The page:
President Reagan has approved new cuts in Medicare and Medicaid--and a proposed new tax on federal employes--that would reduce the likely budget deficit about $5 billion next year while requiring patients to pay a larger share of hospital and doctor bills, sources said yesterday.
The health proposals, which together will be a big chunk of the new budget cuts the president will propose to Congress next month, would radically alter federal health care policy in a variety of ways, shifting costs not only to elderly and needy patients, but to hospitals, private employers and state governments. As a result, the proposals are likely to meet sharp opposition on the Hill, where even Republicans have indicated they will be reluctant to vote many further budget cuts on top of those approved last year.
Reagan aides, however, say the deficit next year could exceed $150 billion if no further steps are taken to cut spending; health care programs, led by Medicare for the elderly and Medicaid for the poor, now make up a tenth of the budget.
Major health proposals approved by the president in the review process over the last two weeks include:
* Making federal employes pay that portion of the Social Security tax that finances Medicare; currently this is a 1.3 percent tax on the first $32,400 in pay. In return, federal employes would all become eligible for Medicare; the theory is that many of them qualify for it now, but on the basis of relatively few tax-paying years in private employment. This proposal would raise $650 million its first year.
* A 2 percent across-the-board reduction in federal reimbursements to hospitals for the care of Medicare patients. A hospital would compute the reimbursement to which it would be entitled under existing law, then be paid 2 percent less. This proposal would save the government an estimated $600 million to $800 million and replaced earlier proposals to issue new cost-containment regulations for specific reimbursement items.
* Making employers continue private health insurance coverage for those who keep working after 65, so that Medicare would not have to pay their bills.
* Allowing the states to charge low-income Medicaid patients for part of the costs of their basic services, for example, perhaps $1 or $2 a visit to a doctor and a few dollars a day for hospital care.
* Charging Medicare patients 10 percent a day for the second to the 60th day of hospital stays. At present, after a first-day payment of $260, the Medicare patient gets the second to 60th days free. The proposal would allow a payment of up to $26 a day for these days. This proposal would save enough money to allow the government to provide a new kind of "catastrophic costs" insurance, guaranteeing that a patient's out-of-pocket annual costs for all Medicare bills, both in hospital and out, would not exceed $2,500 (or under an alternative plan, $1,000). Even with the "catastrophic costs" provision, the proposal would save the government about $500 million a year.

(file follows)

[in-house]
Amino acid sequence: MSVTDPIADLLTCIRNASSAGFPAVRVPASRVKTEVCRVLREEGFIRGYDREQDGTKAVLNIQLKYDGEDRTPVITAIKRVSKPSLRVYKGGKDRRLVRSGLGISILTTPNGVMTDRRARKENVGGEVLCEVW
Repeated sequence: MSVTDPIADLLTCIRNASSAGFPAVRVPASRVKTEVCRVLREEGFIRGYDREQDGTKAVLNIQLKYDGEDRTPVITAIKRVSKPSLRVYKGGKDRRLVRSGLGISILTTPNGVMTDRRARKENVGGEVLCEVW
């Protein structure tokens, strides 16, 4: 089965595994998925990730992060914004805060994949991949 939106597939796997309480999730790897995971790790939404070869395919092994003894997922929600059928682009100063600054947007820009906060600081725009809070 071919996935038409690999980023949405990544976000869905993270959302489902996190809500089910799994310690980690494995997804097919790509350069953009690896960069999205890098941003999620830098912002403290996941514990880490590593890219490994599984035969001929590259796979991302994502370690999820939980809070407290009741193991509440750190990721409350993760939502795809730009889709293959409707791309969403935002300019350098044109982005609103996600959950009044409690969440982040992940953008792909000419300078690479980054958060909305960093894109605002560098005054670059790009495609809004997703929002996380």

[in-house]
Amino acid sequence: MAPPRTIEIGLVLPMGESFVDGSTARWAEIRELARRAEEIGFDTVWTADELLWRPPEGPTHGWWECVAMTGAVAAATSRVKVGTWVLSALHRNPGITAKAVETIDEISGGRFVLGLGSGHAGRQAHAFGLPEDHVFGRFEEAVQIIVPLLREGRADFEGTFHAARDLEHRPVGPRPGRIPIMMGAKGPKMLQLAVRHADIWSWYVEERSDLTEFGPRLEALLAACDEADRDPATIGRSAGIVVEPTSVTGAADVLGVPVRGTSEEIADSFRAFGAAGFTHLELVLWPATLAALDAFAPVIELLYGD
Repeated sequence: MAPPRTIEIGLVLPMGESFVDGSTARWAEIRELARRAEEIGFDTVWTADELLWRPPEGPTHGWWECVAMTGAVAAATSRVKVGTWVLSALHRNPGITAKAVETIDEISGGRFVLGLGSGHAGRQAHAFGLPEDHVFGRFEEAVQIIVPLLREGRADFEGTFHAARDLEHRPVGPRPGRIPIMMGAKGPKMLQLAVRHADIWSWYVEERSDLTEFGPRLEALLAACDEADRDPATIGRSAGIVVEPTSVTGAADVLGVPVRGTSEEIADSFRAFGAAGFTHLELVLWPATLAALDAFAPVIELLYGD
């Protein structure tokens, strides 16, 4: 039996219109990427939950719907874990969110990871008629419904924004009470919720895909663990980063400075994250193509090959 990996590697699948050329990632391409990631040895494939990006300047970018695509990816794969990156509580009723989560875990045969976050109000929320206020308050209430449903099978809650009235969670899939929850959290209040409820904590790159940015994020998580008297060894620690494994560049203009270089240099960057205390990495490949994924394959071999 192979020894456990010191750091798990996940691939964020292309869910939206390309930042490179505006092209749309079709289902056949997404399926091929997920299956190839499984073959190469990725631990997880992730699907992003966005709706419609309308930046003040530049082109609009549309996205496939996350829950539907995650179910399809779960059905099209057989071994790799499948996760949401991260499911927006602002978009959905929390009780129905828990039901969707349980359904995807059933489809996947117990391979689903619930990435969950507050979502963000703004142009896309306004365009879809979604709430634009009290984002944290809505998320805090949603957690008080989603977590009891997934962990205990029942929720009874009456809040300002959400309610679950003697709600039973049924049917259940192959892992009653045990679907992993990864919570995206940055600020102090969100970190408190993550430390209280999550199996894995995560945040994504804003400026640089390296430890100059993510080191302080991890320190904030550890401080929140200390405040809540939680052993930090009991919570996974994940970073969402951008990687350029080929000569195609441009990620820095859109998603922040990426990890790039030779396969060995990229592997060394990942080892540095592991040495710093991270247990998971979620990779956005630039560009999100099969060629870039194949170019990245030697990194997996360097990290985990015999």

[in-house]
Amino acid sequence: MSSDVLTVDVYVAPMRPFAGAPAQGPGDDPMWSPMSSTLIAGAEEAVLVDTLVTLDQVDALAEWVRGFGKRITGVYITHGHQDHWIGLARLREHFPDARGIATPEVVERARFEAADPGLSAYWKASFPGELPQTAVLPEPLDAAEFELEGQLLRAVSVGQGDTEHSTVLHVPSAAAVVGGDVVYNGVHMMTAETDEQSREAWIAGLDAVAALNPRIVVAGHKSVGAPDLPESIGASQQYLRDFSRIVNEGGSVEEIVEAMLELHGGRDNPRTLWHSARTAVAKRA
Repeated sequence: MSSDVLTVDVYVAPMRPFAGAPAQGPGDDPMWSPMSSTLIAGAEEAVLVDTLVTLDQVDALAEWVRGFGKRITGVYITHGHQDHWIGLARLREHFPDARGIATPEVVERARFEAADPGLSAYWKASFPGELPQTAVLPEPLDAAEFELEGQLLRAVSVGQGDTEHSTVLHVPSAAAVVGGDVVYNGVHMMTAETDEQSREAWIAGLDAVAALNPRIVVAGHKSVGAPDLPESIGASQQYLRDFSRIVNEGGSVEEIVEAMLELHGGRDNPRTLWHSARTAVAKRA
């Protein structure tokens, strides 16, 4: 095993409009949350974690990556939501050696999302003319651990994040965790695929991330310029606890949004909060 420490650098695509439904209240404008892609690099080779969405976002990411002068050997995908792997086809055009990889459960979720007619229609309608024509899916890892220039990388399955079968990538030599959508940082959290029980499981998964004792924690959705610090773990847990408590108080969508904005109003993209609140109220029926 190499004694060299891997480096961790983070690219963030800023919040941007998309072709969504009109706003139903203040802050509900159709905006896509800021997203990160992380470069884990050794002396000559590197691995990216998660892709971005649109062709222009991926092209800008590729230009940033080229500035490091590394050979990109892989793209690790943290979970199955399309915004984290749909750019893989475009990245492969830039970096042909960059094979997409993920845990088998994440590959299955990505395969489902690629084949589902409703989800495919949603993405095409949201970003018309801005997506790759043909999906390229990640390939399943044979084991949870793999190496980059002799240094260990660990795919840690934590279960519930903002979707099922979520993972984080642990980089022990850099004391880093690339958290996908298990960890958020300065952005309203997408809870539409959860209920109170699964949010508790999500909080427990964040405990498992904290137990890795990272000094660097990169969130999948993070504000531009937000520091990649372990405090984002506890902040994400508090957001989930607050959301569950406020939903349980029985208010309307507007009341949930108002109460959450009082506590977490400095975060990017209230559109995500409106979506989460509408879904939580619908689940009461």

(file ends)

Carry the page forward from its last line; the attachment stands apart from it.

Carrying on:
* Allowing states to force the families of Medicaid patients in nursing homes to supplement what the government kicks in for the nursing home bills.
* Reducing by 3 percent the federal reimbursements to the states for the costs of optional services provided under Medicaid. Under this proposal, if the federal government normally reimburses a state for 60 percent of its Medicaid costs, it would continue to do so on basic services that states are required to provide under Medicaid law (such as hospital room and board, and laboratory and X-ray costs) but would give the state only 57 percent reimbursement for optional services such as eyeglasses, dental care and physical therapy. Another proposal would limit federal reimbursements for Medicaid administrative costs to 95 percent of the fiscal 1982 level.
* Limiting Medicare payments to radiologists and pathologists to 80 percent of normal charges; raising physicians' fee schedules under Medicare in October instead of July; holding such increases to about 5 percent in 1983 instead of 8 percent (this saves $450 million); indexing the Medicare premium charged patients to the cost of living each year; limiting doctor reimursements for services in outpatient departments and eliminating the Medicare subsidy for private hospital rooms; installing a special program to reduce Medicare hospital stays; and eliminating Medicare payments for certain non-covered services accidentally provided by hospitals or other service units.
The new cuts would be in addition to $2.5 billion already cut in fiscal 1982 through program changes approved in the budget reconciliation bill last summer.